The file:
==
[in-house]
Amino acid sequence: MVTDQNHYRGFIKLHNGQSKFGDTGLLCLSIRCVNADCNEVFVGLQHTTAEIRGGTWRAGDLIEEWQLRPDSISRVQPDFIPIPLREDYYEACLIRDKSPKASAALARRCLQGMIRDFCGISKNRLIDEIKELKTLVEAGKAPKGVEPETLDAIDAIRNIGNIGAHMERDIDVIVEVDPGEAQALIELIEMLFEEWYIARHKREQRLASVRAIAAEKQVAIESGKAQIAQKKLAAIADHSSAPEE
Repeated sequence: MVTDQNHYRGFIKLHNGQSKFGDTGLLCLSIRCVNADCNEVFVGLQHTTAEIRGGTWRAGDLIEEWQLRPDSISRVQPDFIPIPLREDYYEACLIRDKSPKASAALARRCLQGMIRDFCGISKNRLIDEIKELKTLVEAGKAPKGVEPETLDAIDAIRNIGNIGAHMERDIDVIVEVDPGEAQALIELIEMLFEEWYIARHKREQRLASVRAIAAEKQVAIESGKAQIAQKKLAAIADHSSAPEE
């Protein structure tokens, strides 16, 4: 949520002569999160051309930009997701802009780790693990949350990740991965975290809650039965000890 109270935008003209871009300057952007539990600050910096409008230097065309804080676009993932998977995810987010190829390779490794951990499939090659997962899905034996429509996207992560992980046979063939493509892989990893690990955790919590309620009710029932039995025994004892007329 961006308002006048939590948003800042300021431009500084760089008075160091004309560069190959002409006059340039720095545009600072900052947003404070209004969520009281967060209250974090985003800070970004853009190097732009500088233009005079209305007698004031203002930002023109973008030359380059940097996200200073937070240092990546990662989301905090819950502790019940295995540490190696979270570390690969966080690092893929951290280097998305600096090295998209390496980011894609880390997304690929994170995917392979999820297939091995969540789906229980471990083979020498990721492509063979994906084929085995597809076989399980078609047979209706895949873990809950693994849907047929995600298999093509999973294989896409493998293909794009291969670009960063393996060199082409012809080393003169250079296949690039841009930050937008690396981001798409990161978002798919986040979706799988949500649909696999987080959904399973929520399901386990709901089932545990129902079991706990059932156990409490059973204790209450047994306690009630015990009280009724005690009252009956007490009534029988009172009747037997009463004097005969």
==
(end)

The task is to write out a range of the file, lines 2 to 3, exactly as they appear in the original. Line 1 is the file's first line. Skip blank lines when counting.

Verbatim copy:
Amino acid sequence: MVTDQNHYRGFIKLHNGQSKFGDTGLLCLSIRCVNADCNEVFVGLQHTTAEIRGGTWRAGDLIEEWQLRPDSISRVQPDFIPIPLREDYYEACLIRDKSPKASAALARRCLQGMIRDFCGISKNRLIDEIKELKTLVEAGKAPKGVEPETLDAIDAIRNIGNIGAHMERDIDVIVEVDPGEAQALIELIEMLFEEWYIARHKREQRLASVRAIAAEKQVAIESGKAQIAQKKLAAIADHSSAPEE
Repeated sequence: MVTDQNHYRGFIKLHNGQSKFGDTGLLCLSIRCVNADCNEVFVGLQHTTAEIRGGTWRAGDLIEEWQLRPDSISRVQPDFIPIPLREDYYEACLIRDKSPKASAALARRCLQGMIRDFCGISKNRLIDEIKELKTLVEAGKAPKGVEPETLDAIDAIRNIGNIGAHMERDIDVIVEVDPGEAQALIELIEMLFEEWYIARHKREQRLASVRAIAAEKQVAIESGKAQIAQKKLAAIADHSSAPEE